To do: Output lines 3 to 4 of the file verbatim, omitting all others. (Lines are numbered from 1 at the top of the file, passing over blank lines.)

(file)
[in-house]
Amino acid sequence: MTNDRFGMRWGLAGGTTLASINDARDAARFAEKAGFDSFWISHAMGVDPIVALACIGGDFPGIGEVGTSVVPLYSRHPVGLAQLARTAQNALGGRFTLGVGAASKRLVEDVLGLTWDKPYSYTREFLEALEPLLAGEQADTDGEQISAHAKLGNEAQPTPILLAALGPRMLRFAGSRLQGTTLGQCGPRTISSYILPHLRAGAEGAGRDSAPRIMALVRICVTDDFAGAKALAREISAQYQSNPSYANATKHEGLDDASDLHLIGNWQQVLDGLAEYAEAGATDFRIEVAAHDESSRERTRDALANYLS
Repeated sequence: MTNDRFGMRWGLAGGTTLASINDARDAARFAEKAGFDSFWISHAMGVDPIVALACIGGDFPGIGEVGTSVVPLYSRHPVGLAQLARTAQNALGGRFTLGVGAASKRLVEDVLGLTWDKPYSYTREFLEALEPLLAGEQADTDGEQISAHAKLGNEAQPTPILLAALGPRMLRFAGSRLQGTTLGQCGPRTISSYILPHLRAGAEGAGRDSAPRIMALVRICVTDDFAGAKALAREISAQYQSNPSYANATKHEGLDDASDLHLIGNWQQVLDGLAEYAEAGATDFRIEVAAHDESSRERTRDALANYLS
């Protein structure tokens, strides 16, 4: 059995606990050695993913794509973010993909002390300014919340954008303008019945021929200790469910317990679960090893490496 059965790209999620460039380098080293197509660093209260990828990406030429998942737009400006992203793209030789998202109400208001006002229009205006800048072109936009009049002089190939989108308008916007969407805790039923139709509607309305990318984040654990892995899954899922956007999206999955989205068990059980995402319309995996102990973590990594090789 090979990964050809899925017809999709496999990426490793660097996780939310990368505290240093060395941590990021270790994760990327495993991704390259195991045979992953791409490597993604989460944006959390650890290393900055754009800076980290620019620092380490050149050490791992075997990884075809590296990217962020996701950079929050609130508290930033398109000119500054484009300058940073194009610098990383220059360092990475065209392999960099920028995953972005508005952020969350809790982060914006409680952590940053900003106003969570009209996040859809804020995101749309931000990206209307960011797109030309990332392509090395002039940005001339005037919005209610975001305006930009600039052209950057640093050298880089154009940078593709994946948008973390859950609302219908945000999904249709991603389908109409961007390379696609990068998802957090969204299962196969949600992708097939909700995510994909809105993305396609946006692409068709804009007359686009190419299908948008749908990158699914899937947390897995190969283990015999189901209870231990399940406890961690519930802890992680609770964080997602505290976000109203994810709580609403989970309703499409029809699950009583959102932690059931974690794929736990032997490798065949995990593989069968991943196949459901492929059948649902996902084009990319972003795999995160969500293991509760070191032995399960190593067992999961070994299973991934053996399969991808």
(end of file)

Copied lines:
Repeated sequence: MTNDRFGMRWGLAGGTTLASINDARDAARFAEKAGFDSFWISHAMGVDPIVALACIGGDFPGIGEVGTSVVPLYSRHPVGLAQLARTAQNALGGRFTLGVGAASKRLVEDVLGLTWDKPYSYTREFLEALEPLLAGEQADTDGEQISAHAKLGNEAQPTPILLAALGPRMLRFAGSRLQGTTLGQCGPRTISSYILPHLRAGAEGAGRDSAPRIMALVRICVTDDFAGAKALAREISAQYQSNPSYANATKHEGLDDASDLHLIGNWQQVLDGLAEYAEAGATDFRIEVAAHDESSRERTRDALANYLS
């Protein structure tokens, strides 16, 4: 059995606990050695993913794509973010993909002390300014919340954008303008019945021929200790469910317990679960090893490496 059965790209999620460039380098080293197509660093209260990828990406030429998942737009400006992203793209030789998202109400208001006002229009205006800048072109936009009049002089190939989108308008916007969407805790039923139709509607309305990318984040654990892995899954899922956007999206999955989205068990059980995402319309995996102990973590990594090789 090979990964050809899925017809999709496999990426490793660097996780939310990368505290240093060395941590990021270790994760990327495993991704390259195991045979992953791409490597993604989460944006959390650890290393900055754009800076980290620019620092380490050149050490791992075997990884075809590296990217962020996701950079929050609130508290930033398109000119500054484009300058940073194009610098990383220059360092990475065209392999960099920028995953972005508005952020969350809790982060914006409680952590940053900003106003969570009209996040859809804020995101749309931000990206209307960011797109030309990332392509090395002039940005001339005037919005209610975001305006930009600039052209950057640093050298880089154009940078593709994946948008973390859950609302219908945000999904249709991603389908109409961007390379696609990068998802957090969204299962196969949600992708097939909700995510994909809105993305396609946006692409068709804009007359686009190419299908948008749908990158699914899937947390897995190969283990015999189901209870231990399940406890961690519930802890992680609770964080997602505290976000109203994810709580609403989970309703499409029809699950009583959102932690059931974690794929736990032997490798065949995990593989069968991943196949459901492929059948649902996902084009990319972003795999995160969500293991509760070191032995399960190593067992999961070994299973991934053996399969991808």